14
Mar

1q21.1 Deletion Syndrome

Deletion 1q21.1

Mapped location of 1q21.1 on Chromosome 1The genetic size of the whole chromosome 1 is ~246 Mb. The segment 1q21.1 occupies only ~4 Mb (from ~141.5 Mb to 145.9 Mb) and both deletions and duplications within this segment became recognizable only for the last years when molecular cytogenetic methods became available.
There are two conditions, related to deletions 1q21.1. There is a well- know syndrome TAR (Thrombocytopenia ‚Äď Absent Radius). The main manifestations of this entity are evident from its title. Thrombocytopenia may be accompanied by leucopenia. The characteristic defect of extremities is an absence of radial bones with preservation of thumbs (in most other syndromes when radial bones are absent the thumbs are absent also). TAR was considered to be an autosomal-recessive condition.

The molecular studies showed a very small deletion 1q21.1 [only ~350 Kb (from 144.1 Mb to 144.5 Mb)] in all persons with this syndrome. This segment contains more than 10 genes, but it remains unclear, which of these genes contributes for the occurrence of TAR syndrome. Although in most patients this deletion occurred de novo, in ~25% of families the same deletion¬† was found in one of the healthy parents. Therefore deletion is necessary but not sufficient for the occurrence of TAR-syndrome. Further examinations showed that all patients with deletion 1q21.1 and TAR syndrome reveal that above this deletion they have an ‚Äúinnocent‚ÄĚ variant of non-coding DNA, inherited from another parent1. This variant does not cause any problem, but its interaction with deletion leads to serious defects. Mechanisms of this interaction remain not very clear.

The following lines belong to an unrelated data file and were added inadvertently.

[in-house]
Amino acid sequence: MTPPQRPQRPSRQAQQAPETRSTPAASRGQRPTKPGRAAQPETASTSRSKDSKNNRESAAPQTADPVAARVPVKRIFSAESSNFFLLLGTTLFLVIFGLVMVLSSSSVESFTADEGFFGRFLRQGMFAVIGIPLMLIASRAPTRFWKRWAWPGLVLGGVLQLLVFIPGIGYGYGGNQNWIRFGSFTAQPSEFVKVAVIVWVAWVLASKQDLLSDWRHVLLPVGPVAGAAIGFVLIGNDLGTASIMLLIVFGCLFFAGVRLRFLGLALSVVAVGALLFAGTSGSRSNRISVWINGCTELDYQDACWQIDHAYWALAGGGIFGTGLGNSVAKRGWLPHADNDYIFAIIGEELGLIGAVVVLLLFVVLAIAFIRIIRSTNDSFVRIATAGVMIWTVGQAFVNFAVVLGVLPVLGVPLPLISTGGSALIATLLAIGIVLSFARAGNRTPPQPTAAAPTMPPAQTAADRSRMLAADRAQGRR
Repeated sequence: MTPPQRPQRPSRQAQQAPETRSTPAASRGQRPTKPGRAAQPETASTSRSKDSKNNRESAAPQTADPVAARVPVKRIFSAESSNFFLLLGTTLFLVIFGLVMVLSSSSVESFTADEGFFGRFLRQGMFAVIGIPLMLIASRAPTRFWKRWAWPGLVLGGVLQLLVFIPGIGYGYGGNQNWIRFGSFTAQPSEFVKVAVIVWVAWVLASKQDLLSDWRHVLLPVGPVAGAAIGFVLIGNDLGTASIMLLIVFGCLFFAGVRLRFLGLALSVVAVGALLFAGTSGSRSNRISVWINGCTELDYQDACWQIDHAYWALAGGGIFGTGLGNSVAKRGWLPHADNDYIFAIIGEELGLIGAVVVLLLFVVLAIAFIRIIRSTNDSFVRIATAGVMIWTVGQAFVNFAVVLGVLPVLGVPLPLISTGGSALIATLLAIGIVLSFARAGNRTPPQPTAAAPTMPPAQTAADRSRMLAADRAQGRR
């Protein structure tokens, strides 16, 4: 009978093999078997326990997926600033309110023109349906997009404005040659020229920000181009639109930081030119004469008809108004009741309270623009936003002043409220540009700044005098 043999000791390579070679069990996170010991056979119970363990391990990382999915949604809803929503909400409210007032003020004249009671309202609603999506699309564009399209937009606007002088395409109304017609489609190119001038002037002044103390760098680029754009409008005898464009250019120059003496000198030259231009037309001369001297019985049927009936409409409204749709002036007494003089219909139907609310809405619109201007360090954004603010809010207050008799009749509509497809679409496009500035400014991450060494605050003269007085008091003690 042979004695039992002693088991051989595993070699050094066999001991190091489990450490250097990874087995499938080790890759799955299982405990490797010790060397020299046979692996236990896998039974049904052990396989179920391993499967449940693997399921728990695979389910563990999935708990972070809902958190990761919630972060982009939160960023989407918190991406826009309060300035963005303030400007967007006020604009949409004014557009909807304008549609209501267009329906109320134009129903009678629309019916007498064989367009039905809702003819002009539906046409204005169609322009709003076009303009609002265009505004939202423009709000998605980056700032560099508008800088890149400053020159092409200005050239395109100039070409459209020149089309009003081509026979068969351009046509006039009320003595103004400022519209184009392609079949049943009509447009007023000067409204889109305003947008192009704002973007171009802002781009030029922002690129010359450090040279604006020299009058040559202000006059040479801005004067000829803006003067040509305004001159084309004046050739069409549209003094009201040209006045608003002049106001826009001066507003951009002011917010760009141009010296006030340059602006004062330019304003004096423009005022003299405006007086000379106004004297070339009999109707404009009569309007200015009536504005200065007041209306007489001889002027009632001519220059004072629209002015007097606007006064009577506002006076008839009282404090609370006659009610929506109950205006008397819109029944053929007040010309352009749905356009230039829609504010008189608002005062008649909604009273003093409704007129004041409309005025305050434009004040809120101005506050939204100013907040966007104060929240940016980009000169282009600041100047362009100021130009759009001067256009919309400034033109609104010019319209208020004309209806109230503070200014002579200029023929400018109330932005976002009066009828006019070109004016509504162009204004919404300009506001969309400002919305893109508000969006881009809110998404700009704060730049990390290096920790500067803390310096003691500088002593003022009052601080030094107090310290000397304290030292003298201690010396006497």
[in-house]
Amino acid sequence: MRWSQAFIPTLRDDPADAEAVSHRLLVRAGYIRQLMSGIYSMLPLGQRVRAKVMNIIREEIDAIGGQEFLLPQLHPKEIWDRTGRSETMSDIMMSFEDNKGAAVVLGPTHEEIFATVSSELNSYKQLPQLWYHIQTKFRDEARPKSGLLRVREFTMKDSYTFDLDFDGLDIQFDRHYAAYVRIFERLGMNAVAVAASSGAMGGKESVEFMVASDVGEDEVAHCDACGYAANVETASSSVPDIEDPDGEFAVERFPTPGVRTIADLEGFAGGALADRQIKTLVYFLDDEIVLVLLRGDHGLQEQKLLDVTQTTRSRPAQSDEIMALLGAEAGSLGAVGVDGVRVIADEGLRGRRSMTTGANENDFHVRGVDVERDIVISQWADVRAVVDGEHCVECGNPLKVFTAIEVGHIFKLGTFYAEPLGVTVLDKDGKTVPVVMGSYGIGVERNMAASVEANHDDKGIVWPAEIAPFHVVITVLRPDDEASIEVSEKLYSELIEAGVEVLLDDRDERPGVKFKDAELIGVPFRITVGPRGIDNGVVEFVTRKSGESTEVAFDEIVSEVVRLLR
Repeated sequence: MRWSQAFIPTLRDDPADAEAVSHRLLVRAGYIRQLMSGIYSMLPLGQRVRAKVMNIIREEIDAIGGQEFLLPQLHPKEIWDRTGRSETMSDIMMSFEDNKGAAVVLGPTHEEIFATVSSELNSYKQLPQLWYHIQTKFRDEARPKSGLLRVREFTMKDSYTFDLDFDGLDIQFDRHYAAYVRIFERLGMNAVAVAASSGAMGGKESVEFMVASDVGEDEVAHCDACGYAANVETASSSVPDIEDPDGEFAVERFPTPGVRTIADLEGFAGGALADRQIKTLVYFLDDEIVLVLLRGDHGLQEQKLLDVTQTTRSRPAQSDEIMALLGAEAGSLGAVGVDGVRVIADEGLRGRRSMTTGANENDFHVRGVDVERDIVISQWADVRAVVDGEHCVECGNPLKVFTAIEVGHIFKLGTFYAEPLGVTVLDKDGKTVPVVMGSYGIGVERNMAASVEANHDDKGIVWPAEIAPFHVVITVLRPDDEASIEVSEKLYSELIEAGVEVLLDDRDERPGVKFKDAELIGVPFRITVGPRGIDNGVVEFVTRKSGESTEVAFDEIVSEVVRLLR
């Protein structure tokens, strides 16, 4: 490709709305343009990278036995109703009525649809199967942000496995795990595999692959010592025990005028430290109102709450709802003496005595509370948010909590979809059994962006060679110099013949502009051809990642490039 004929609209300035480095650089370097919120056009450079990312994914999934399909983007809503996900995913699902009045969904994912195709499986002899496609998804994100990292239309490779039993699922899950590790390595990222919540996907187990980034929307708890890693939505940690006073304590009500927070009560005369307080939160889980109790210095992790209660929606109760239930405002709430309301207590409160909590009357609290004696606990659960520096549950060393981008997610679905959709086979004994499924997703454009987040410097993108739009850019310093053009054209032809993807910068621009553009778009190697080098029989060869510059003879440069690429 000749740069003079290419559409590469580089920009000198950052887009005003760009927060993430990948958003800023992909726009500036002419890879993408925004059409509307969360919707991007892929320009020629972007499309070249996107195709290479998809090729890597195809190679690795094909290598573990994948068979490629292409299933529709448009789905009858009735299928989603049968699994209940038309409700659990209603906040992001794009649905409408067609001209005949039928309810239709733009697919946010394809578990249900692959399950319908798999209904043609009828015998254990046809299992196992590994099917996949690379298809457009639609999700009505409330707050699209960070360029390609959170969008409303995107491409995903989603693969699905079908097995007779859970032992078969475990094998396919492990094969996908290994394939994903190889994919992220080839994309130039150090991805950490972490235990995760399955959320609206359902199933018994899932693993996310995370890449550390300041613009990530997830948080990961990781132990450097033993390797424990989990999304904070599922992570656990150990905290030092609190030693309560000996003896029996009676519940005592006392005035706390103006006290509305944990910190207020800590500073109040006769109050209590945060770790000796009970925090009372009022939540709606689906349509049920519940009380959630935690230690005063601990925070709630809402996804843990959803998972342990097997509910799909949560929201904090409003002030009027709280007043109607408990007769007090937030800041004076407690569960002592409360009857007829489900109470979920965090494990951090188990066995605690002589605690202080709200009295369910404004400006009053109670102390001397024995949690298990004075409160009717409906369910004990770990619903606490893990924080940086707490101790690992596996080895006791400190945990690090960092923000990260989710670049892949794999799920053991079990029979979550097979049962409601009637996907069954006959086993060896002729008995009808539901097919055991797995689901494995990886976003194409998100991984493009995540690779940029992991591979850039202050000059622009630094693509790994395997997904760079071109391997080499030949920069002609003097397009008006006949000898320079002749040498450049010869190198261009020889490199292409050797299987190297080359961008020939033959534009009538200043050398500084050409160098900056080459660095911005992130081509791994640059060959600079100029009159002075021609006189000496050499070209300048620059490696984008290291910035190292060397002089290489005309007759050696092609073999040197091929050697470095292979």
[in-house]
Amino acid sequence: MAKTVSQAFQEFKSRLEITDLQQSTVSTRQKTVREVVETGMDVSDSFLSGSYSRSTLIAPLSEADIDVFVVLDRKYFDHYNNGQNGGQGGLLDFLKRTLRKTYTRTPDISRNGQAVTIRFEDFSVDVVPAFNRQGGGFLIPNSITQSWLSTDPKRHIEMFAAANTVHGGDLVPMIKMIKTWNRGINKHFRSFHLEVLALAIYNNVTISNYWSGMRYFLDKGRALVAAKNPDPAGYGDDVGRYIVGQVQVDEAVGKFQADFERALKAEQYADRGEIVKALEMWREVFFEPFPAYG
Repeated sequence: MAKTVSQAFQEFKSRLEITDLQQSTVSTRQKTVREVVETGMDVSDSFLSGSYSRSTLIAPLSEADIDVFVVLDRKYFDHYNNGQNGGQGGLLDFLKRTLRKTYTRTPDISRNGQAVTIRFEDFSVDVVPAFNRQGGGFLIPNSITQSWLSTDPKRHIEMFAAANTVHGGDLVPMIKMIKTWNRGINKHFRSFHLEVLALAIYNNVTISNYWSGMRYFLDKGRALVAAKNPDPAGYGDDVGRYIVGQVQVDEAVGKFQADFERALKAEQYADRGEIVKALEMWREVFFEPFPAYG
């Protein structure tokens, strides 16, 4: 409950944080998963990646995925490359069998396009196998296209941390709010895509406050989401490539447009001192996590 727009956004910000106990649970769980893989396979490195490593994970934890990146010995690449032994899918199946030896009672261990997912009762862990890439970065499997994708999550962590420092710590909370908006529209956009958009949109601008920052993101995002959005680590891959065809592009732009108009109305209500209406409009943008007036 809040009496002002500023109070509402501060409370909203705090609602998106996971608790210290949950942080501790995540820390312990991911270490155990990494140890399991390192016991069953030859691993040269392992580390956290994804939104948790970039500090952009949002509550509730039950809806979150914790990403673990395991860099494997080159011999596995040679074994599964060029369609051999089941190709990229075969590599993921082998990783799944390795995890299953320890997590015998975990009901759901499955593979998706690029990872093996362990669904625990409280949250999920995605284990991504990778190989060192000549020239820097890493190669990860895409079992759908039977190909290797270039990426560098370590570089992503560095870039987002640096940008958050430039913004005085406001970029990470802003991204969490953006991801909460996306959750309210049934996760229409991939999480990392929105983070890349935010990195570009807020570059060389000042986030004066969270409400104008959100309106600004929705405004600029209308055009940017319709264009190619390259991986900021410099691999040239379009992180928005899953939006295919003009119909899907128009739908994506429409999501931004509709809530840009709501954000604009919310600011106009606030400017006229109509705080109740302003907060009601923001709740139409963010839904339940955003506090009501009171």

The other condition, related to 1q21.1 deletion is caused by much larger deletion of the more distal part of 1q21.1 (144.8 Mb -145.9 Mb). Sometimes to distinguish from ‚Äúproximal‚ÄĚ or ‚ÄúTAR-related‚ÄĚ 1q21.1 deletion this deletion is called the ‚Äúdistal 1q21.1 deletion‚ÄĚ. Frequent occurrence of deletions (and symmetrical duplications) in this area is caused by the genetic structure of this region, allowing non-allelic homologous recombination.

At first this deletion was found in several patients with congenital heart disease. Later it became evident that manifestations of this condition are very variable. Currently it is very difficult to present a real clinical spectrum of this deletion because different groups had different criteria of selection of the patients for chromosomal examination.

Facial features in most patients include frontal bossing, deep set eyes and bulbous nose2,3, although this condition is unrecognizable upon only clinical examination.

Congenital heart disease is found more than in 25% of patients4. Although most of heart defects are relatively mild (bicuspid aortic valve, septal defects, patent ductus arteriosus) some patients have very serious defects (interrupted aortic arch, arterial trunk, transposition of great arteries).